Ghost road to boost India-China trade

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Overgrown and disused for much of the last 60 years, a ghost road that connects India to China via Burma will soon reappear on maps of the region.

Dismissed by Winston Churchill as a “laborious task, unlikely to be finished until the need for it has passed”, the construction of the road claimed the lives of 1,100 US servicemen and many more local labourers during the second world war.

But when a convoy led by US General Joseph W. Stilwell in February 1945 completed the journey from Indian Assam to Kunming, capital of China’s Yunnan province, it helped bust a three-year Japanese land and sea blockade of China and hastened the end of the war.

Its military purpose served, the road rapidly deteriorated, disappearing altogether in parts of Burma.

Six decades later, the road is again the scene of a race against time. As India and China vie for influence in Burma while seeking to boost their own bilateral trade, Asia’s two emerging economic giants are restoring the historic highway.

This helps to explain why India and China have been reluctant to condemn Burma’s crackdown on pro-democracy protesters, while the international community has set about trying to punish the military junta.

Although India was critical of a previous Burmese crackdown in 1988, it began to reverse policy in the early 1990s, judging that its moralising had been counter-productive and was adversely affecting national security interests by pushing the junta into China’s arms.

China has already converted its own 680km stretch into a six-lane highway and is helping to rebuild much of the road inside Burma. India is further behind, expecting to complete the transformation of a single-lane track ridden with pot-holes into a two-lane highway by March.

New Delhi, keen to connect India’s insurgency-ridden north-east with the fast-growing markets of south-west China and south-east Asia, is also expected to help build part of the 1,000km-long Burmese section.

“There is hardly any traffic on the road, but this will change,” says Ganga Sharma, a businessman who owns two small trucks and is hoping for increased cross-border trade through the nearby Pangsau Pass, now limited to fortnightly fairs.

The $30m (£14.6m, €21m) Stilwell Road project is just one of the infrastructure projects that will soon span the 1,880km Indo-Burmese border. The most important is the Kaladan Multi-Modal Transit Transport Facility, which will allow goods to be sent from India’s landlocked north-east down the Kaladan river to Burma’s Sitwe port.

BSNL and TCIL, two state-owned Indian telecoms groups, are planning fibre optic cable links connecting India’s north-eastern state of Manipur with Burma, and beyond to Thailand, Malaysia and Singapore.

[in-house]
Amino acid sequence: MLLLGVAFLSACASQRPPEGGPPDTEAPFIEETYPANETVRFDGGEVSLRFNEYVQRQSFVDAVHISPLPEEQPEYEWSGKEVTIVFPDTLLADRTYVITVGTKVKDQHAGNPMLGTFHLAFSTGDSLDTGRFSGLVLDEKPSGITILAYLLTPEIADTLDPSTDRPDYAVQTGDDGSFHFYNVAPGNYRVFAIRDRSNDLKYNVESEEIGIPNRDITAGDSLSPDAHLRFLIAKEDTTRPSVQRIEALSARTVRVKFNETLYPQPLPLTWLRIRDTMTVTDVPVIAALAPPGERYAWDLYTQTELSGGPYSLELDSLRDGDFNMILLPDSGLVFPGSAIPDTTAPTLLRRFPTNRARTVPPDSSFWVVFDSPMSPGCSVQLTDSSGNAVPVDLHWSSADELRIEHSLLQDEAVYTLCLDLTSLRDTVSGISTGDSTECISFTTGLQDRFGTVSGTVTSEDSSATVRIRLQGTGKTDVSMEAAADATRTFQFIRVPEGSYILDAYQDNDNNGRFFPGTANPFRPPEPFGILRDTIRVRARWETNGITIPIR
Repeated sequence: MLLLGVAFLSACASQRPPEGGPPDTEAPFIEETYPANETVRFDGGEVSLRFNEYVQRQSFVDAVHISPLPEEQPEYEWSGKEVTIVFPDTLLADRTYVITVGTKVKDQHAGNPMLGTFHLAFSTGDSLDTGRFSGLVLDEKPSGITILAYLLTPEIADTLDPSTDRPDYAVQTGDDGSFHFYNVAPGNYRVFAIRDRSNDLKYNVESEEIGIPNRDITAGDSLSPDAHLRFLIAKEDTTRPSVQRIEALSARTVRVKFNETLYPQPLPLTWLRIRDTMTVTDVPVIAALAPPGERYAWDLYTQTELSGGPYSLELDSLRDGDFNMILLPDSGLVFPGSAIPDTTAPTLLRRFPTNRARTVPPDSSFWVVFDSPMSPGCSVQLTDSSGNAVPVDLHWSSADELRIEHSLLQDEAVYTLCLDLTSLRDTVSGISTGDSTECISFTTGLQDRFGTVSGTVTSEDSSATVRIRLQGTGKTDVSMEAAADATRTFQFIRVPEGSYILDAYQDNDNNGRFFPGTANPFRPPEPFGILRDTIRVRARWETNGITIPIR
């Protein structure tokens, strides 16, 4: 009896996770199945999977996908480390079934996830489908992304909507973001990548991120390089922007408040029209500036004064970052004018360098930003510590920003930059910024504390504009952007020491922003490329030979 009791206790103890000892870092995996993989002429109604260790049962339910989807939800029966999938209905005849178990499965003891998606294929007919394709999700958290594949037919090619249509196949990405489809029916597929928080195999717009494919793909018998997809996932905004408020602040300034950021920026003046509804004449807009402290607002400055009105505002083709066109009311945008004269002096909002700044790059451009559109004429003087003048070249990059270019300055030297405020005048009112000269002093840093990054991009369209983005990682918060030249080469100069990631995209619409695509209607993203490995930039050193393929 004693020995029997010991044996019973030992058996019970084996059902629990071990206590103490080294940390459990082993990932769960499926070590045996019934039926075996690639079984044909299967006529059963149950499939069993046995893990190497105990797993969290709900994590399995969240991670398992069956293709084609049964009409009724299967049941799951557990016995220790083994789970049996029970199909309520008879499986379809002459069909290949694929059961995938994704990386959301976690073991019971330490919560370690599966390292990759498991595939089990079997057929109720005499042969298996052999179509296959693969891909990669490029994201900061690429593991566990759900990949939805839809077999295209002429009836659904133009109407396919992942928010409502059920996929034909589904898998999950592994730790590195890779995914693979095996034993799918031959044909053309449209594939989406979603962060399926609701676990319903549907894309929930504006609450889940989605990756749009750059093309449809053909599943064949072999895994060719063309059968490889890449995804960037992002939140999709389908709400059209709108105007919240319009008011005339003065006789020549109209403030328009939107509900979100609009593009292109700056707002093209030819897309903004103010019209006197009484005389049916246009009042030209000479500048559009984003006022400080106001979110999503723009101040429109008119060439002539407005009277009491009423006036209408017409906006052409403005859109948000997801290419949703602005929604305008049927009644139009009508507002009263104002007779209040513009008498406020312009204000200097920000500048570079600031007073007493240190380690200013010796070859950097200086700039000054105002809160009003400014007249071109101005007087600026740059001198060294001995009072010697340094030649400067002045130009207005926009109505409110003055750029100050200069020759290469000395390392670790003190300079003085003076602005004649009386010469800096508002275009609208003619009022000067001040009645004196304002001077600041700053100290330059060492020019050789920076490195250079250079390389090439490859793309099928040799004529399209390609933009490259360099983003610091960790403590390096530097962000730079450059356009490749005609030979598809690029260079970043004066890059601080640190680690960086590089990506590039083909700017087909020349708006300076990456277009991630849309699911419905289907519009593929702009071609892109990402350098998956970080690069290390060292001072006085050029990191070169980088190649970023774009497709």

Efforts are also under way to create a rail link through Burma from Jiribham in Assam to Hanoi, the Vietnamese capital. A “trilateral” highway project proposes to connect the city of Morer in Manipur to Mae Sot in Thailand – again via Burma.

“By gradually integrating this region [with south-east and east Asia] through cross-border market access, the north-eastern states can become the bridge between the Indian economy and what is beyond doubt the fastest-growing and dynamic region in the world,” Pranab Mukherjee, India’s foreign minister, told a recent seminar.

India’s efforts to develop the north-east have been spurred by China’s rapid rise and an outstanding territorial dispute over part of an area cut off from mainland India by the creation of Bangladesh in 1947.

But after a humiliating defeat to China in border conflicts in 1962, India has belatedly realised that the best way of securing the north-east is through its development.

There is much to do. Per capita incomes in India’s north-eastern states are nearly 30 per cent lower than in the rest of the country and the 12 per cent unemployment rate is nearly twice the national rate. Poverty and unemployment have also driven the spread of separatist groups in the area.

Mani Shankar Aiyar, India’s minister for the north-east region, sees Beijing’s concerted development of its south-west, once the poorest region in China, and the history of the Stilwell road as an inspiration: “If the Japanese could be defeated because you are able to link Assam with south-west China, can’t we defeat the Japanese once again in the economic race by linking the north-east region with south-west China?”

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